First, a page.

A huge blow to the regime of Syrian President Bashar al-Assad came on Wednesday when its “national security apparatus was basically decapitated,” Pulitzer Prize-winning journalist Judith Miller tells Newsmax.TV.
“The president’s brother-in-law, Assef Shawkat, the brains of the security offensive against the rebels, the man who has implemented that offensive, was killed in a bombing as he met with other senior officials inside the national security building which is not very far from where the president himself lives,” Miller, a contributing editor to Newsmax Magazine, said in an exclusive interview.
“So the fact that the rebels were able to penetrate that building and stage that kind of bombing suggests that its reach is much greater than the regime was asserting it was – and also that the regime’s security was far weaker.”
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Other activities, Miller said, have “conspired over time” to weaken the al-Assad regime – including the ability of the Free Syrian Army to move within the country, make more aggressive strikes and use a stronger array of weapons in their attacks.
“You have that coupled with just losses on the part of the regime and the fact the regime is now spread so thin, because its forces, the only reliable forces, are those of Alawite origin and yet most of the army is about 70 percent Sunni. So those forces aren’t deemed to be ‘reliable,’ ” Miller said.
On Thursday, rebels attacked Syrian forces on two spots along the nation’s porus border with Iraq, killing 21 soldiers and seizing control of one of the four major border posts, a senior Iraqi army official said.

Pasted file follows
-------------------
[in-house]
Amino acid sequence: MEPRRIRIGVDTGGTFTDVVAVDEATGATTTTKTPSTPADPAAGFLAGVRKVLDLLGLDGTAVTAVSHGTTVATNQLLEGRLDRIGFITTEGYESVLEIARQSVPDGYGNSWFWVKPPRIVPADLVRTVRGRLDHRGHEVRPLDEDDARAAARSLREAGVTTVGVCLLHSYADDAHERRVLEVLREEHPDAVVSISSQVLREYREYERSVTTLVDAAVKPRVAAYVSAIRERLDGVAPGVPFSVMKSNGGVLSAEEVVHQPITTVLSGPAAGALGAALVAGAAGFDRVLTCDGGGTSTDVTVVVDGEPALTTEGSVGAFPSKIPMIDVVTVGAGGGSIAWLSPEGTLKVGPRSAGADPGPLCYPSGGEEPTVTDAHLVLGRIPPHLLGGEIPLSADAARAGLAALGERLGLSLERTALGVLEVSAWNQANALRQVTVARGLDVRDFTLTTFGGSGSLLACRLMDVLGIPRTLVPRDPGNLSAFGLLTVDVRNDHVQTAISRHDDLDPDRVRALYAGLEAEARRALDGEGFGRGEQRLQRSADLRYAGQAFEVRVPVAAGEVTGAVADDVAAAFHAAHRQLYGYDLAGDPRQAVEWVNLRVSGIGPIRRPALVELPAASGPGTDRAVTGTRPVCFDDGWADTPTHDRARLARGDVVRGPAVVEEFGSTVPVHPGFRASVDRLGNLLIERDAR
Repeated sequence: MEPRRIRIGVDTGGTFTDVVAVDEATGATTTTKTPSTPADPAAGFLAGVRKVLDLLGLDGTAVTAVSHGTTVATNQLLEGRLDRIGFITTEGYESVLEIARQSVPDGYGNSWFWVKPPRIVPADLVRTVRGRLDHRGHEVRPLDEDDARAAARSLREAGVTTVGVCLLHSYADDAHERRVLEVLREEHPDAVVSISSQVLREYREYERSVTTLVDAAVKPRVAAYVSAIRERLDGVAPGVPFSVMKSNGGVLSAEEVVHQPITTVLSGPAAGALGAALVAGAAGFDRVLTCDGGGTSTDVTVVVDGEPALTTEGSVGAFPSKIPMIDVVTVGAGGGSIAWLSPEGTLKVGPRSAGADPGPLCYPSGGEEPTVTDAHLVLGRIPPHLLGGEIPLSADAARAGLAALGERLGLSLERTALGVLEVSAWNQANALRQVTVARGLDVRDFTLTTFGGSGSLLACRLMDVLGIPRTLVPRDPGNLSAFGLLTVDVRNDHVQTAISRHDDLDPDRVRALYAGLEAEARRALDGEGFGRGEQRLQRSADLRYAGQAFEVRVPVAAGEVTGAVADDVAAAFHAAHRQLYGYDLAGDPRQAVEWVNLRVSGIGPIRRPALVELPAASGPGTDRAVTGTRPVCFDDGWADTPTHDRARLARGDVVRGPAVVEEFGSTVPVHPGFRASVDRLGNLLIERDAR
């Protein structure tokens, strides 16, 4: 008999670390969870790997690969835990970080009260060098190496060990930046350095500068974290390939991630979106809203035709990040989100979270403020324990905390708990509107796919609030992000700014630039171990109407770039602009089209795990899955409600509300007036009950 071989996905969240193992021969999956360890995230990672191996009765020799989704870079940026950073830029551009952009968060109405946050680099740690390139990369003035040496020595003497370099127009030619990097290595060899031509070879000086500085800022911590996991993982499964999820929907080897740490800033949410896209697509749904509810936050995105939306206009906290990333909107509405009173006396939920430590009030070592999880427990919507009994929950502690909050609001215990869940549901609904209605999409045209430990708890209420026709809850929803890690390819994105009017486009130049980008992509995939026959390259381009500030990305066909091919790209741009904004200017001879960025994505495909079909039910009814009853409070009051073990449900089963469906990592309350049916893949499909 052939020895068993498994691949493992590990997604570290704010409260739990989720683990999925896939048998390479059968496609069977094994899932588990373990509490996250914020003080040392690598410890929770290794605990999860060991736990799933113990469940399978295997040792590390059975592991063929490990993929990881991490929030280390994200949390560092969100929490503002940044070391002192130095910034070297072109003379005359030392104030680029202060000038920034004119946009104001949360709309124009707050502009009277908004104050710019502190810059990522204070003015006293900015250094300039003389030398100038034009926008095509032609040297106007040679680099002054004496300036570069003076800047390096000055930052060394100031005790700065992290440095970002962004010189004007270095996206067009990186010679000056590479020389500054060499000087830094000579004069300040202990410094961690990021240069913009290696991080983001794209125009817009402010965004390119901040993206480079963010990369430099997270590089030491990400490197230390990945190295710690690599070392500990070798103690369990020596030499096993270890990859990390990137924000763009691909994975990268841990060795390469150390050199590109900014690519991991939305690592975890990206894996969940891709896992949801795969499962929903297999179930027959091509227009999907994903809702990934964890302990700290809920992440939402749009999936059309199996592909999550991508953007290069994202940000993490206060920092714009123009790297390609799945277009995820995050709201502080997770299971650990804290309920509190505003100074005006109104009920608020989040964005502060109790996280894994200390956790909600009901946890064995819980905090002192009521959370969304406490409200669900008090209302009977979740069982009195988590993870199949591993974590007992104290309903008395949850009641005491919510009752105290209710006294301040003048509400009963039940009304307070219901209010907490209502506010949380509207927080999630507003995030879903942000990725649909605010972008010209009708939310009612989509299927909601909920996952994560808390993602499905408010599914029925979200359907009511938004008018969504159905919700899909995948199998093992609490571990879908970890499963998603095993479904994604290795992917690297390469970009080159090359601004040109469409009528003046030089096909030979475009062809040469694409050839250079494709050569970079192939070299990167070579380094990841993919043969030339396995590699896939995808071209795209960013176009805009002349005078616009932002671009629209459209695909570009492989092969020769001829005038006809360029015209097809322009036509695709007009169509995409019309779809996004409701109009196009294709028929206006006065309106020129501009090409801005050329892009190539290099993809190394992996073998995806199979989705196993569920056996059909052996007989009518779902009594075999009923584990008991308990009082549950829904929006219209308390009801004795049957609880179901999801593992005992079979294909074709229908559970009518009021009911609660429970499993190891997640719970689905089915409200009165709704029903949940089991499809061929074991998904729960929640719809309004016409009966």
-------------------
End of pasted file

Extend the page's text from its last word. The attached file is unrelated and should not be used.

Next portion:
The assaults against Syria’s government unfolded throughout the day, putting the Iraqi army on high alert to prevent any violence from spilling across the border.
About a half-dozen rebels stormed the Syrian border crossing near the Iraqi town of Qaim early Thursday, the Iraqi army official said. The rebels forced the border guards from their posts but did not cross into Iraq, he said.
Qaim is located about 200 miles west of Baghdad.
Meanwhile, in the remote Sinjar mountain range, rebels attacked a Syrian army outpost hours later near the Iraqi border. Twenty soldiers and their commander were killed, the Iraqi army official said. The rebels then seized control of the outpost, he said.
The border between Iraq and Syria is 363 miles in length.
Further, reports have circulated that al-Assad himself has fled Damascus, the Syrian capital, but “we don’t know that,” Miller said, “and there is no indication at the moment that he has either decided to flee or is making plans to flee.”
Besides, “the problem for Bashar al-Assad right now would be who would take him, given the fact that he is almost certain to be charged with international war crimes or certainly with crimes of war that would fall under the jurisdiction of the International Criminal Court,” she added.
Al-Assad would need to seek asylum in a country that is not a member of the International Criminal Court, Miller said. The United States is among a handful of nations that is not a member.
“That leaves very few possibilities. There are a couple of other countries that are also not members, but almost no Arab states would take him at this point,” she said. “Perhaps, he could go to Russia, but I’m not sure that’s a very attractive prospect for him. The Iranians might take him, but that is not clear either.
“So the issue is, if he chose to flee, it’s not obvious that there are a lot of places that are willing to host him.”
On the diplomatic front, Russia and China vetoed a Western-backed U.N. Security Council resolution on Thursday that threatened Syria with sanctions if authorities did not stop using heavy weapons against the uprising that has lasted 16 months and withdraw troops from towns and cities.